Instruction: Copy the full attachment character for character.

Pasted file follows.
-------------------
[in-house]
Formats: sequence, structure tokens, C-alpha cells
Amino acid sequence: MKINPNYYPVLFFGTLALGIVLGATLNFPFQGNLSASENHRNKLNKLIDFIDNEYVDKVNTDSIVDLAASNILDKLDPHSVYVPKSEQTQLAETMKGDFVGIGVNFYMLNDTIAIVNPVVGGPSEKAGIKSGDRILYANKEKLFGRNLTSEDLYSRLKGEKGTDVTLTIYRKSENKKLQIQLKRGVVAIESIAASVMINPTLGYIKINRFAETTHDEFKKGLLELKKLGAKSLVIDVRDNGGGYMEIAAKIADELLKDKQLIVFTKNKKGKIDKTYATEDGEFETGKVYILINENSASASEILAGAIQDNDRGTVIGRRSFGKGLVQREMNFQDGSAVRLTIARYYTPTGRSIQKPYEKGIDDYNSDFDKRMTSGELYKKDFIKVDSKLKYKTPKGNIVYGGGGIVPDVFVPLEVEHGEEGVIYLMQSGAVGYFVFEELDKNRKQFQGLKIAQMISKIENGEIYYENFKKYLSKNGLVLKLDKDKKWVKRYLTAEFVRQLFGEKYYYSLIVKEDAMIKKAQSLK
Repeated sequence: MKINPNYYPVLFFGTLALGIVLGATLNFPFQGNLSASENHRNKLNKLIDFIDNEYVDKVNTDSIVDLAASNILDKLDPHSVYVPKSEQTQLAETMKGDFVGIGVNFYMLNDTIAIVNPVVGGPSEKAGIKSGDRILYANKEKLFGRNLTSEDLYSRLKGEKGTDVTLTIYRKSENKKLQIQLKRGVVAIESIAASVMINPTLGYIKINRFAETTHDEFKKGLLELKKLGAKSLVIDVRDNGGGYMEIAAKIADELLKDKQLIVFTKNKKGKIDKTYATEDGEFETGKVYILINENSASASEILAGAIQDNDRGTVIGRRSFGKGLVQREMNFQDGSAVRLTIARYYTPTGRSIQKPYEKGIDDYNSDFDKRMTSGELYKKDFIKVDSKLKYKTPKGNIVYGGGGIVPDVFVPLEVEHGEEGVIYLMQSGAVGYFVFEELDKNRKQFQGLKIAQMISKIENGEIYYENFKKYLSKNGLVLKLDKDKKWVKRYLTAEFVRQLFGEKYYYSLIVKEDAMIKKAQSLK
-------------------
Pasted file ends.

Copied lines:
[in-house]
Formats: sequence, structure tokens, C-alpha cells
Amino acid sequence: MKINPNYYPVLFFGTLALGIVLGATLNFPFQGNLSASENHRNKLNKLIDFIDNEYVDKVNTDSIVDLAASNILDKLDPHSVYVPKSEQTQLAETMKGDFVGIGVNFYMLNDTIAIVNPVVGGPSEKAGIKSGDRILYANKEKLFGRNLTSEDLYSRLKGEKGTDVTLTIYRKSENKKLQIQLKRGVVAIESIAASVMINPTLGYIKINRFAETTHDEFKKGLLELKKLGAKSLVIDVRDNGGGYMEIAAKIADELLKDKQLIVFTKNKKGKIDKTYATEDGEFETGKVYILINENSASASEILAGAIQDNDRGTVIGRRSFGKGLVQREMNFQDGSAVRLTIARYYTPTGRSIQKPYEKGIDDYNSDFDKRMTSGELYKKDFIKVDSKLKYKTPKGNIVYGGGGIVPDVFVPLEVEHGEEGVIYLMQSGAVGYFVFEELDKNRKQFQGLKIAQMISKIENGEIYYENFKKYLSKNGLVLKLDKDKKWVKRYLTAEFVRQLFGEKYYYSLIVKEDAMIKKAQSLK
Repeated sequence: MKINPNYYPVLFFGTLALGIVLGATLNFPFQGNLSASENHRNKLNKLIDFIDNEYVDKVNTDSIVDLAASNILDKLDPHSVYVPKSEQTQLAETMKGDFVGIGVNFYMLNDTIAIVNPVVGGPSEKAGIKSGDRILYANKEKLFGRNLTSEDLYSRLKGEKGTDVTLTIYRKSENKKLQIQLKRGVVAIESIAASVMINPTLGYIKINRFAETTHDEFKKGLLELKKLGAKSLVIDVRDNGGGYMEIAAKIADELLKDKQLIVFTKNKKGKIDKTYATEDGEFETGKVYILINENSASASEILAGAIQDNDRGTVIGRRSFGKGLVQREMNFQDGSAVRLTIARYYTPTGRSIQKPYEKGIDDYNSDFDKRMTSGELYKKDFIKVDSKLKYKTPKGNIVYGGGGIVPDVFVPLEVEHGEEGVIYLMQSGAVGYFVFEELDKNRKQFQGLKIAQMISKIENGEIYYENFKKYLSKNGLVLKLDKDKKWVKRYLTAEFVRQLFGEKYYYSLIVKEDAMIKKAQSLK